Preparing and updating a will.

In this article we outline the basics of a will and encourage you to set up and maintain your will as situations in your life change.

why do I need a will?

Having a will in place is an important step for your estate plan but the set-up process can be overwhelming. We outline below the basics of a will and encourage you to set up and maintain your will as situations in your life change.

A will is a legal document outlining how your assets should be distributed when you pass away, naming an executor who will complete your estate wishes, and naming a guardian who will raise your children if they are minors.


While it can be easy to avoid writing a will, it is important to have one in place, so your children and assets are taken care of as you wish. This can provide you with peace of mind knowing how your possessions will be passed on. Each province has its own process regarding dying intestate (without a will), the process in Alberta is outlined in the Wills and Succession Act.

why-do-I-need-a-will

preparing a will

Not sure how to get started? We recommend consulting a lawyer to arrange and prepare your will however, it is possible to create your own keeping in mind the formalities involved. A formal will is written, includes your signature, and is signed in the presence of two witnesses. These witnesses must also sign in your presence, whereas a holograph will is handwritten by you and signed by yourself.

Since your executor will be working to carryout your will, it is important to notify them where your will can be found. This can be an uncomfortable conversation but makes following your wishes easier and allows for a smoother process for your executor during an emotional time.

If you have minor children and are naming a guardian, you will need to discuss this significant role with them, so it is not a shock if they need to fulfill this responsibility. Similar discussions will be needed with your power of attorney and personal directive if you appoint them while writing your will. Click here to learn more about these roles but a quick overview is a power of attorney and personal directive look after your financial and personal affairs in the event you become incapacitated.

updating a will

If your family situation changes, you will need to update your will to include your new spouse/common law partner and children. Your pets can be a major source of joy in your home and are also important to keep in mind when writing a will. You may include who will take care of them and allocate funds to assist them with your pet’s costs.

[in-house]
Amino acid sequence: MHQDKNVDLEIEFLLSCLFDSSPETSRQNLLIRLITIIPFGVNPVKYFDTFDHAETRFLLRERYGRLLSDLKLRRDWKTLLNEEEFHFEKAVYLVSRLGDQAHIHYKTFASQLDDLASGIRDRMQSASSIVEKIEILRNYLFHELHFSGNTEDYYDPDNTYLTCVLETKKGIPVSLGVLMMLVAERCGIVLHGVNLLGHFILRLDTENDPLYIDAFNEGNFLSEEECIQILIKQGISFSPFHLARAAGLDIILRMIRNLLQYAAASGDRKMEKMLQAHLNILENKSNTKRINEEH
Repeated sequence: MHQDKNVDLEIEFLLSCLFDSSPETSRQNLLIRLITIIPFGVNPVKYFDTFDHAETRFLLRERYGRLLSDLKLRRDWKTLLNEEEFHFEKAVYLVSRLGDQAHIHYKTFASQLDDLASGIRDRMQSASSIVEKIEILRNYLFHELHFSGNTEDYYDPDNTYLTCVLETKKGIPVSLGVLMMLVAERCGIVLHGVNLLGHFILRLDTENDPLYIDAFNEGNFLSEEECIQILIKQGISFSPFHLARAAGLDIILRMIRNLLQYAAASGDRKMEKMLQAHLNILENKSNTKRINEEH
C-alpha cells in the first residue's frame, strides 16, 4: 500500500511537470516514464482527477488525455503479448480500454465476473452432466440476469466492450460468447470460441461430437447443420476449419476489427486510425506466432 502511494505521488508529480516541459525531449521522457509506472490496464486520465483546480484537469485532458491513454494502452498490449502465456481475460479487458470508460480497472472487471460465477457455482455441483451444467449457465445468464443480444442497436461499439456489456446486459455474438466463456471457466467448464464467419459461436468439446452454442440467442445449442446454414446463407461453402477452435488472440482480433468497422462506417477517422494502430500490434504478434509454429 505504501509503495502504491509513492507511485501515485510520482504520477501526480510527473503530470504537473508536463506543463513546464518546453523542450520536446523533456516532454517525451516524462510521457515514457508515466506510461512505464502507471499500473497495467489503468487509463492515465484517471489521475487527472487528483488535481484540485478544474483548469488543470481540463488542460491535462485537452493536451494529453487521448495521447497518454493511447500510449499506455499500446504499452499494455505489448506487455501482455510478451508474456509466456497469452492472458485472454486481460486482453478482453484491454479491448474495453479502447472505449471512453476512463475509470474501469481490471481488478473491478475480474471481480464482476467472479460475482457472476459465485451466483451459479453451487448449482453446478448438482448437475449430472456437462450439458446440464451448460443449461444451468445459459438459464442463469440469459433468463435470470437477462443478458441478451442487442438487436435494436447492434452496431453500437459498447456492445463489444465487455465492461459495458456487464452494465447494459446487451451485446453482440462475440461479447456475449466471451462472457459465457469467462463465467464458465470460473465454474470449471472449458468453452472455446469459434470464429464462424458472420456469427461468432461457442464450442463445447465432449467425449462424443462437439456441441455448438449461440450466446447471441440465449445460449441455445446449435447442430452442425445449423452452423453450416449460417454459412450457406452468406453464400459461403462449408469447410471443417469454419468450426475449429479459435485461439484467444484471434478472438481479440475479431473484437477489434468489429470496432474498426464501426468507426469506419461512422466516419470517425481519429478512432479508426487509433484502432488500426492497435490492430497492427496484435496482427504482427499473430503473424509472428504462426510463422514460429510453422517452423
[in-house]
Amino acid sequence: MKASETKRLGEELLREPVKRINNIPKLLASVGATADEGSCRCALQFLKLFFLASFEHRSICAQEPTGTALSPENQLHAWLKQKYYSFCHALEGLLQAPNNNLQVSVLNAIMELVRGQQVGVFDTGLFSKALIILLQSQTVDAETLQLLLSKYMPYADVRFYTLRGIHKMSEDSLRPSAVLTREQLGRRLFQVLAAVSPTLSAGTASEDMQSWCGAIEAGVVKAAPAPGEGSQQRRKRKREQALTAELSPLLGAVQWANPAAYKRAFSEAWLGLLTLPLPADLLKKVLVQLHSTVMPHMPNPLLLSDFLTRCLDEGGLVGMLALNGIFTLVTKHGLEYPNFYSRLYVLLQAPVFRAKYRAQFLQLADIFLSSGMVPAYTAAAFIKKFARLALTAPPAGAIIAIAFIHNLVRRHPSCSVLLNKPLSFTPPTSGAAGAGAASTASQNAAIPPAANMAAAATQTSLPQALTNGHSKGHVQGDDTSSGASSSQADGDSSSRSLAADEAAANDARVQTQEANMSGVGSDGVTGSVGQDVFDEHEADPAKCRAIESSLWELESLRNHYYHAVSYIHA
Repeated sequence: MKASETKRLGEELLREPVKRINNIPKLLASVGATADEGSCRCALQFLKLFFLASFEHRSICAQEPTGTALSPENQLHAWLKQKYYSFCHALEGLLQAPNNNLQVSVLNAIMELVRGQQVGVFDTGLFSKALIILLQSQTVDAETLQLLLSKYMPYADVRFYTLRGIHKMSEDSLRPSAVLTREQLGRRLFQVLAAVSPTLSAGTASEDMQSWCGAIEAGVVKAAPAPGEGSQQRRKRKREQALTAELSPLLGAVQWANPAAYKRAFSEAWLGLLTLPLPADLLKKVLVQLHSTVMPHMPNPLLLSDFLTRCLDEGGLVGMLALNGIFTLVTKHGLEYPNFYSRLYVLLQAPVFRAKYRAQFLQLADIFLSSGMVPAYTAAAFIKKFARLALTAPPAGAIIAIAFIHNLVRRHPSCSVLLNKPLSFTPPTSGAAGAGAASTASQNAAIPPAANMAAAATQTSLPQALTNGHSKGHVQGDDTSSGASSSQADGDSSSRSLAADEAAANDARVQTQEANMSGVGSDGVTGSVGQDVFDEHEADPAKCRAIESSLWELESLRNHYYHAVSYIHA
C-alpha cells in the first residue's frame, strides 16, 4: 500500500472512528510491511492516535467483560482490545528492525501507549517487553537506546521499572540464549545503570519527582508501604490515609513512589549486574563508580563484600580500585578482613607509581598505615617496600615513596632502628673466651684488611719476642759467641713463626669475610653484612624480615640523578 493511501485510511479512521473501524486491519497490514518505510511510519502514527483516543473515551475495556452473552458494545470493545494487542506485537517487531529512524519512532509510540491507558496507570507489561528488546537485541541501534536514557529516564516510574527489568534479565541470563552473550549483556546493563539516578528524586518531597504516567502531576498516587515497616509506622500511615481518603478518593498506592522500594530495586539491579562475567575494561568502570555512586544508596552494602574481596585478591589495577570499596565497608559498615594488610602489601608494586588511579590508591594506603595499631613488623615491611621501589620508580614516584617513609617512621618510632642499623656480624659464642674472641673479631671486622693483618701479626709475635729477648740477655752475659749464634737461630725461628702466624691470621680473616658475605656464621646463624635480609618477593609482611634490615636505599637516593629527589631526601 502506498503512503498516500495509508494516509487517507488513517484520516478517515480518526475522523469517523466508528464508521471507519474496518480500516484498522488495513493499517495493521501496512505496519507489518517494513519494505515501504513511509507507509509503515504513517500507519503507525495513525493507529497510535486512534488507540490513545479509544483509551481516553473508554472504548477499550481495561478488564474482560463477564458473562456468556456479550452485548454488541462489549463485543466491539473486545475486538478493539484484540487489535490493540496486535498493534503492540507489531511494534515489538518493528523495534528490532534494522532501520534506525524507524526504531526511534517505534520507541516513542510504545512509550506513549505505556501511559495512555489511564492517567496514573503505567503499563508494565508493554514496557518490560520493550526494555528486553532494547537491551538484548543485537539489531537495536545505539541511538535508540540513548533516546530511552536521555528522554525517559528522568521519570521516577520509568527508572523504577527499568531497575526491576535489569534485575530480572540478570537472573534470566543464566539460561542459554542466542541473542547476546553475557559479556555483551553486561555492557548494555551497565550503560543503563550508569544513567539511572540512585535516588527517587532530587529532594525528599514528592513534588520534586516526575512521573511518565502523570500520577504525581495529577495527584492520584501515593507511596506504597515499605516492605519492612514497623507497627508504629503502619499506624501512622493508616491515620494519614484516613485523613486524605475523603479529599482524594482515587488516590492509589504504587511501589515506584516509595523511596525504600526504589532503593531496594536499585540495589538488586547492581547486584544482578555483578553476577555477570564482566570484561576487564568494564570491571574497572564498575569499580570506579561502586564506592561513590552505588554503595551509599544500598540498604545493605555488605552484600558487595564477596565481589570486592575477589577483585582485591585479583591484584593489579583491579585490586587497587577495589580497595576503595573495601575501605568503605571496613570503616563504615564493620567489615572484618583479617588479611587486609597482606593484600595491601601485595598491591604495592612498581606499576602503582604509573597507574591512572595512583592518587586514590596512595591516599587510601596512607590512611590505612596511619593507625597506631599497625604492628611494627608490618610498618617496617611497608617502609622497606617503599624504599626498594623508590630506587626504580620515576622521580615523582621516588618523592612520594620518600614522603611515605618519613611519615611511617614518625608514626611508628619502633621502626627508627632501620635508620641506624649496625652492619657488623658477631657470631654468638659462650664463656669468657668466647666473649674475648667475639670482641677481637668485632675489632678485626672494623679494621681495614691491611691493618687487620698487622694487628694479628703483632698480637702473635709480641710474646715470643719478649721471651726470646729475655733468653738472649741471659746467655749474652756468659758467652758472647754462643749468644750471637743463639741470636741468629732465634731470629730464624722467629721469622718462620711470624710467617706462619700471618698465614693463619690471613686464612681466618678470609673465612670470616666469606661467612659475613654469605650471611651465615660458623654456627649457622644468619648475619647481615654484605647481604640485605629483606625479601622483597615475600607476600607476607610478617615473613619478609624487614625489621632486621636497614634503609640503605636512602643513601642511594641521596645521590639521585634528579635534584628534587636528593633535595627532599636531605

Your will should also be reviewed after changes to your financial or personal situations such as receiving an inheritance, purchasing a home or other property, starting a business, or if you want to change your named executor, guardian, or beneficiaries.

You can make changes to your will through your lawyer or create a new will or codicil which need to be written, dated, and signed by you and two witnesses.

dying intestate

If you pass away before creating a will, you are deemed to have died intestate. Your assets will be subject to provincial law regarding disbursement which can result in delays and additional expenses. Dying intestate also means there was no executor appointed and your final wishes may not be known. The responsibility of an executor is left to loved ones who may disagree among themselves resulting in tension and division.

bottom line

While you will likely experience many emotions in estate planning, many find comfort in knowing how their loved ones will be looked after and how their property will be distributed when they pass. Having your will in place can save your executor and loved ones time and stress through an already difficult time.

At SANDSTONE we recommend you consult with your legal team to ensure all the legal documents pertaining to your estate are in place. We can assist you as you go through the thought process of writing your will and are happy to introduce you to a lawyer. Furthermore, we can provide an independent analysis once your will is complete.